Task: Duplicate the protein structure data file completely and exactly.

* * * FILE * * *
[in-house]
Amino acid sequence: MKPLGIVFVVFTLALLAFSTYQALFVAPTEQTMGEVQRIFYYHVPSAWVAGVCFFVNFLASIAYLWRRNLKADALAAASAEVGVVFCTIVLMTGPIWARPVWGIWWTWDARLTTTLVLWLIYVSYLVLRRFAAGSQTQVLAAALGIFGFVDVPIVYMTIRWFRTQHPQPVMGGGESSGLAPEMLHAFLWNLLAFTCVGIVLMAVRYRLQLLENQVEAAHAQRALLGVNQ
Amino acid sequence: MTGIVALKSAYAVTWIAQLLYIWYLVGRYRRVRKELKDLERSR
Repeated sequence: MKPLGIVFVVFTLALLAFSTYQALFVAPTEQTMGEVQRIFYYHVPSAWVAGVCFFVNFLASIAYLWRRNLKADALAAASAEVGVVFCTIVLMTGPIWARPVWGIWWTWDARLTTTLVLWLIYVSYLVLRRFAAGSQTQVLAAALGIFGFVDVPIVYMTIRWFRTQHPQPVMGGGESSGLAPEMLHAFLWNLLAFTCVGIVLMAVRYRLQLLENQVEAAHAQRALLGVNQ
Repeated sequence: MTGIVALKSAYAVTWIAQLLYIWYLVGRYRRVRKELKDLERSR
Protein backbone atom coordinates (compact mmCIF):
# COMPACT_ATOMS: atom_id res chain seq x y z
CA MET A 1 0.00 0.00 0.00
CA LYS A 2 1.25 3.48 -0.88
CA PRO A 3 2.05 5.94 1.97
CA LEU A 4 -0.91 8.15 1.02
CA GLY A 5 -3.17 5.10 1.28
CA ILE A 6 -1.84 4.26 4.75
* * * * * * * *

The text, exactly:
[in-house]
Amino acid sequence: MKPLGIVFVVFTLALLAFSTYQALFVAPTEQTMGEVQRIFYYHVPSAWVAGVCFFVNFLASIAYLWRRNLKADALAAASAEVGVVFCTIVLMTGPIWARPVWGIWWTWDARLTTTLVLWLIYVSYLVLRRFAAGSQTQVLAAALGIFGFVDVPIVYMTIRWFRTQHPQPVMGGGESSGLAPEMLHAFLWNLLAFTCVGIVLMAVRYRLQLLENQVEAAHAQRALLGVNQ
Amino acid sequence: MTGIVALKSAYAVTWIAQLLYIWYLVGRYRRVRKELKDLERSR
Repeated sequence: MKPLGIVFVVFTLALLAFSTYQALFVAPTEQTMGEVQRIFYYHVPSAWVAGVCFFVNFLASIAYLWRRNLKADALAAASAEVGVVFCTIVLMTGPIWARPVWGIWWTWDARLTTTLVLWLIYVSYLVLRRFAAGSQTQVLAAALGIFGFVDVPIVYMTIRWFRTQHPQPVMGGGESSGLAPEMLHAFLWNLLAFTCVGIVLMAVRYRLQLLENQVEAAHAQRALLGVNQ
Repeated sequence: MTGIVALKSAYAVTWIAQLLYIWYLVGRYRRVRKELKDLERSR
Protein backbone atom coordinates (compact mmCIF):
# COMPACT_ATOMS: atom_id res chain seq x y z
CA MET A 1 0.00 0.00 0.00
CA LYS A 2 1.25 3.48 -0.88
CA PRO A 3 2.05 5.94 1.97
CA LEU A 4 -0.91 8.15 1.02
CA GLY A 5 -3.17 5.10 1.28
CA ILE A 6 -1.84 4.26 4.75